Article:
Anthropology of/in Circulation: The Future of Open Access and Scholarly Societies: Supplemental Material

This post builds on the research article “Anthropology of/in Circulation: The Future of Open Access and Scholarly Societies,” which was published in the August 2008 issue of the Society’s peer-reviewed journal, Cultural Anthropology.

Editorial Footnotes

Cultural Anthropology has published other essays on the practices and cultures of academic publishing, including George Marcus’s “American Academic Journal Editing in the Great Bourgeois Cultural Revolution of Late 20th-Century Postmodernity: The Case of Cultural Anthropology” (1991), Alan Howard’s “Hypermedia and the Future of Ethnography” (1988), and Corinne Kratz’s “On Telling/Selling a Book by Its Cover” (1994).

Cultural Anthropology has also published a range of essays on alternative, emergent, and moral economies, including Mark Liechty’s “Carnal Economies: The Commodification of Food and Sex in Kathmandu” (2005), Ann Russ’s “Love's Labor Paid for: Gift and Commodity at the Threshold of Death” (2005), and Benjamin Orlove’s “Meat and Strength: The Moral Economy of a Chilean Food Riot” (1991).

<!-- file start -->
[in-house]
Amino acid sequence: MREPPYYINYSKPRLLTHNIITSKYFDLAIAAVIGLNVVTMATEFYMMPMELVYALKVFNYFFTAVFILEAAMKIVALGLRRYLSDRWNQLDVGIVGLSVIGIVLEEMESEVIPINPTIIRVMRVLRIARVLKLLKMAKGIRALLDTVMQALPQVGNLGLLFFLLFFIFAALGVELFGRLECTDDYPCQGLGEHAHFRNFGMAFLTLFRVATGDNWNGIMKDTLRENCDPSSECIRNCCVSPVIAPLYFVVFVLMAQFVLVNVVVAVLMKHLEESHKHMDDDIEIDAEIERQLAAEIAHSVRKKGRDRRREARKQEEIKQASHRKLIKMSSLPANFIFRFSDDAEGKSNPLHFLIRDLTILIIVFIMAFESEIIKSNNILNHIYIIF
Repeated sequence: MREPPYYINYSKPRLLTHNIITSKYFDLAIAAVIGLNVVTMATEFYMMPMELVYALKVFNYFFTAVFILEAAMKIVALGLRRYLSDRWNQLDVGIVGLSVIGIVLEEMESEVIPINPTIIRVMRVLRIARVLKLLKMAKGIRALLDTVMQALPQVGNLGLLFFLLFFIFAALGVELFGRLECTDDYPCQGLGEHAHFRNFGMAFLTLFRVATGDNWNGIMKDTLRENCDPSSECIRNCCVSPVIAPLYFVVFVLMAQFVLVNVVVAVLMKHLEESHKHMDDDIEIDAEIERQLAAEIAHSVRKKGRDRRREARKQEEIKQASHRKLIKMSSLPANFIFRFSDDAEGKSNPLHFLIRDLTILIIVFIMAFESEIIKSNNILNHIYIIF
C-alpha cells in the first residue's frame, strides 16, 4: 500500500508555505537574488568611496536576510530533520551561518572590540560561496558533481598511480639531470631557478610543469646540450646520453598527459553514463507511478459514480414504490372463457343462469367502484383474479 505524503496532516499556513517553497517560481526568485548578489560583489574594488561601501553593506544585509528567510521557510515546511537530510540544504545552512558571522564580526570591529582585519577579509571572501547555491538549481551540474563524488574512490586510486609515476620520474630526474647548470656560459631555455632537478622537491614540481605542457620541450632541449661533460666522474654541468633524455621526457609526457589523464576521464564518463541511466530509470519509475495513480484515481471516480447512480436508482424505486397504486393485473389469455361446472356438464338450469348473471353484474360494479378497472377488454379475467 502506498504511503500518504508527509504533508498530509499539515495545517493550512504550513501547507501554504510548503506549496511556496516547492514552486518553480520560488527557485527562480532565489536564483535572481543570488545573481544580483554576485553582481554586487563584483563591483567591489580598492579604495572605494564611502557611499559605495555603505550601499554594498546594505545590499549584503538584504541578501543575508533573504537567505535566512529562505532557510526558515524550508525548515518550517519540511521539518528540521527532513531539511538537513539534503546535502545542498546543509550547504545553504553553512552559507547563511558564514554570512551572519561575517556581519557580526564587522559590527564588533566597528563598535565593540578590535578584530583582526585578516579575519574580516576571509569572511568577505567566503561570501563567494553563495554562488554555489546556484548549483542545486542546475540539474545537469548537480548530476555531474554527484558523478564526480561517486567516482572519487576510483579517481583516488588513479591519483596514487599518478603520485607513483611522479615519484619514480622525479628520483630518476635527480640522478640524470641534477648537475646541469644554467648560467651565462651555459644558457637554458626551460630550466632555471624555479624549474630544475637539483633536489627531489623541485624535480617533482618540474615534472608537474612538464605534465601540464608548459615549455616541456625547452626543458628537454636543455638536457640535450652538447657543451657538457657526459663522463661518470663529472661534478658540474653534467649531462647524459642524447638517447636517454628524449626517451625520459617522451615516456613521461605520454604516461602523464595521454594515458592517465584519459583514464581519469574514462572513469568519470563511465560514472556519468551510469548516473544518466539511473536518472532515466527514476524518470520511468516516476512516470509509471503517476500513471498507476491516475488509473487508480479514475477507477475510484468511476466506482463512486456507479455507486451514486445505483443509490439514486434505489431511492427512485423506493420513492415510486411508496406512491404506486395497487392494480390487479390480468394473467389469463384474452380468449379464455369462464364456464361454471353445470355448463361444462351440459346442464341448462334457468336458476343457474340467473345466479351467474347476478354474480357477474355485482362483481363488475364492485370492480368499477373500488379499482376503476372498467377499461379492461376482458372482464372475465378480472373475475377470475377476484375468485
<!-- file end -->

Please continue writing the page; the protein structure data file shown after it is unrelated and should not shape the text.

Editorial Overview

Open Access publishing models and the challenges they pose to organizations like the American Anthropological Association as well as to commercial publishers are at the heart of a conversation led by Chris Kelty in the August 2008 issue of Cultural Anthropology. Kelty is author of the recently published Two Bits: The Cultural Significance of Free Software (Duke 2008). The other six anthropologists who are part of the conversation – Jason Baird Jackson, Kimberly Christen, Tom Boellstorff, Alex Golub, Michael Brown, Michael Fischer – also have extensive research and professional experience that gives them special insight on the ways digitization has changed the way knowledge is produced and can be shared. The conversation critically examines the the politics of publishing in an era of internet-based distribution, and new opportunities for all scholars, and for anthropologists in particular.

This conversation will continue online at the Anthropology of/in Circulation Blog. We encourage you to join.